“By the time we moved here I already had two kids, and it showed,” Maya explains. “After both births, I had a hard time losing the extra weight I gained during pregnancy, and for a while I let it get out of control.

“I started dieting a few years ago, but nothing was working. I was still overweight and didn’t like the way I looked. Then a couple of years ago, I discovered Island Family Health and decided to see if they could help me.”

Primary Care and More

Established in 2018 by Nikolaos Kanellopoulos, MD, Island Family Health provides primary care, family medicine services and several leading-edge aesthetic services, including medically supervised weight loss, medical aesthetics, and body contouring.

“Maya came to us with a very common complaint,” Dr. Kanellopoulos reports. “She was struggling to lose belly fat and wanted to know if we could help her. I suggested she start by getting UltraSlim® treatments.

UltraSlim is a noninvasive FDA-cleared fat-removal treatment that uses photobiomodulation, or red-light therapy, to activate and shrink fat cells. It works by creating avenues through which fatty acids and triglycerides can escape the cells.

During each session, which lasts about 30 minutes, the patient simply lies on a table beneath a lamp that is aimed at the target area. The lamp produces the red-light energy that penetrates the skin and activates the fat cells.

At the same time, UltraSlim’s red-light therapy sparks an increase in collagen and elastin production, which tightens skin and reduces signs of aging in the targeted area. Results are often visible within days.

“I noticed a difference in the way my body looked and in the way my skin looked right away,” Maya attests. “I definitely looked a little slimmer, and there was a change for the better in the texture of my skin.

“I was so pleased with the results from the red-light therapy that after learning about another treatment called Emsculpt® NEO during an open house that Island Family Health held, I decided to sign up for that as well.”

Like UltraSlim, Emsculpt NEO is a nonsurgical body contouring treatment that burns stubborn fat. However, it also tones and strengthens the muscles in the area being targeted.

Ideally suited for people with a body mass index (BMI) less than 35, Emsculpt NEO burns fat through the use of an applicator that emits rapid pulses of high-intensity electromagnetic and radiofrequency energy.

The energy heats the fat cells to a degree that forces them to die. After the cells have died, or melted away, the lipids inside them are released into the lymph system and excreted over a period of time.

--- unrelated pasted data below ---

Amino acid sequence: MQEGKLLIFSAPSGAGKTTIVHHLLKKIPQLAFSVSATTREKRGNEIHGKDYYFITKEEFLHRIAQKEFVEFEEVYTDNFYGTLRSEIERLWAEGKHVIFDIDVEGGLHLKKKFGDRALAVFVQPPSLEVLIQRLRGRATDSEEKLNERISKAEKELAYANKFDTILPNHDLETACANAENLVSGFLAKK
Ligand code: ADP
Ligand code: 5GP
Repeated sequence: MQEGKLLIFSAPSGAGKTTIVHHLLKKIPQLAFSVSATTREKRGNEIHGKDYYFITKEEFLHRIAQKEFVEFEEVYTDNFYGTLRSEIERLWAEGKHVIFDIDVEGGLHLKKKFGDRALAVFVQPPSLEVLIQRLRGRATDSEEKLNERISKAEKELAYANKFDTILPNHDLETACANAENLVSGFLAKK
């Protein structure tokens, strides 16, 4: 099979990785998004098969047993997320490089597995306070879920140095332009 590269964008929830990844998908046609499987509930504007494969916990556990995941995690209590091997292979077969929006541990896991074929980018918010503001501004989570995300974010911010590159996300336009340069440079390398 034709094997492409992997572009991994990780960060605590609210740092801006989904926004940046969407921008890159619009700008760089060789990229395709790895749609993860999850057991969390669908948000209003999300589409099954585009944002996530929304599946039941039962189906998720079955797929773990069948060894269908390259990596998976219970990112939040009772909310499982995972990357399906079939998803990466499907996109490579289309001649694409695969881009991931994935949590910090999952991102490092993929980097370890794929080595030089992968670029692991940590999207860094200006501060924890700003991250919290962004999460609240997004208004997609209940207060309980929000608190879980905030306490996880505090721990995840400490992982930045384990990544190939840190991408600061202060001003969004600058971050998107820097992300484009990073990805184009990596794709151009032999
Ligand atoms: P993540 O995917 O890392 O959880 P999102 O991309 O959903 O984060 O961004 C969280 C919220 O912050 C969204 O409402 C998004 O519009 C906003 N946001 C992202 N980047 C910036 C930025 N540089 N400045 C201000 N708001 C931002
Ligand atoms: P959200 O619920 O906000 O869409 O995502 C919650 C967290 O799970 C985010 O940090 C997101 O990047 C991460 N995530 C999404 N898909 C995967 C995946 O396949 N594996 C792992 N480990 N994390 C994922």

As the fat cells are treated, muscles in the targeted area are also heated, and a device on the applicator delivers the equivalent of thousands of contractions to those muscles in a matter of minutes. The contractions tone and strengthen the muscles.

Like UltraSlim, Emsulpt NEO sessions last about 30 minutes, and clinical studies show that four treatments typically result in a 30 percent decrease in fat, a 25 percent increase in muscle growth and a 19 percent reduction in abdominal separation (diastasis recti).

A 3D body scan of Maya after she completed a package of six combined UltraSlim and Emsulpt NEO treatments showed a loss of approximately 20 pounds and 11 inches around her waist. Her BMI was also greatly reduced.

“When I started, my BMI was definitely in the overweight range,” Maya reports. “By the time I got done, it was in the normal range. I also feel stronger and more muscular since doing the Emsculpt NEO treatments.

“My muscles in the areas I had treated, which were my stomach and glutes, are a lot more toned. And I know that came from the treatments because it wasn’t like I was working out or anything. I just rode my bike a lot.”

Stop the Leaks

Those bike rides proved to be a bit of an adventure at times. On several occasions, Maya experienced a brief loss of urine after hitting a bump in the road or while getting on or off the bike. The cause was urinary incontinence.

A condition that can take several forms, urinary incontinence can present itself as an involuntary loss of urine sparked by something as simple as a laugh, cough or sneeze, or just a strong urge to urinate.

Caused by a weakening of the bladder or sphincter muscles, an overactive bladder or nerve damage, urinary incontinence can be experienced by men but typically occurs in women who are pregnant, have had children or are going through menopause.

For patients with this condition, Dr. Kanellopoulos offers a drug-free nonsurgical treatment called the BTL Emsella® chair. It’s a treatment he often combines with Emsculpt NEO in a package called Core to Floor therapy.

The BTL Emsella is a chair that patients sit on comfortably while fully clothed. As the patient sits, the chair emits pulses of electromagnetic energy that create muscle contractions that simulate Kegel exercises and stimulate muscles in the pelvic floor.

The degree of contractions is far greater than any human can achieve alone, and studies show that a course of two 30-minutes treatments per week for three weeks typically restores neuromuscular control.

“Laugh, sneeze, cough, I was that person,” Maya admits. “If I did anything like that, I’d have a little leakage episode. Nothing serious, but it was annoying, so I tried out the Emsella chair, and I could not believe the results.

“After about two weeks, I was no longer having those leakage issues, and I haven’t had any since. And you can bet that I’ve told my friends about it. I’ve said, Girl, you’ve got to do this. I mean, you just sit on a chair. That’s it.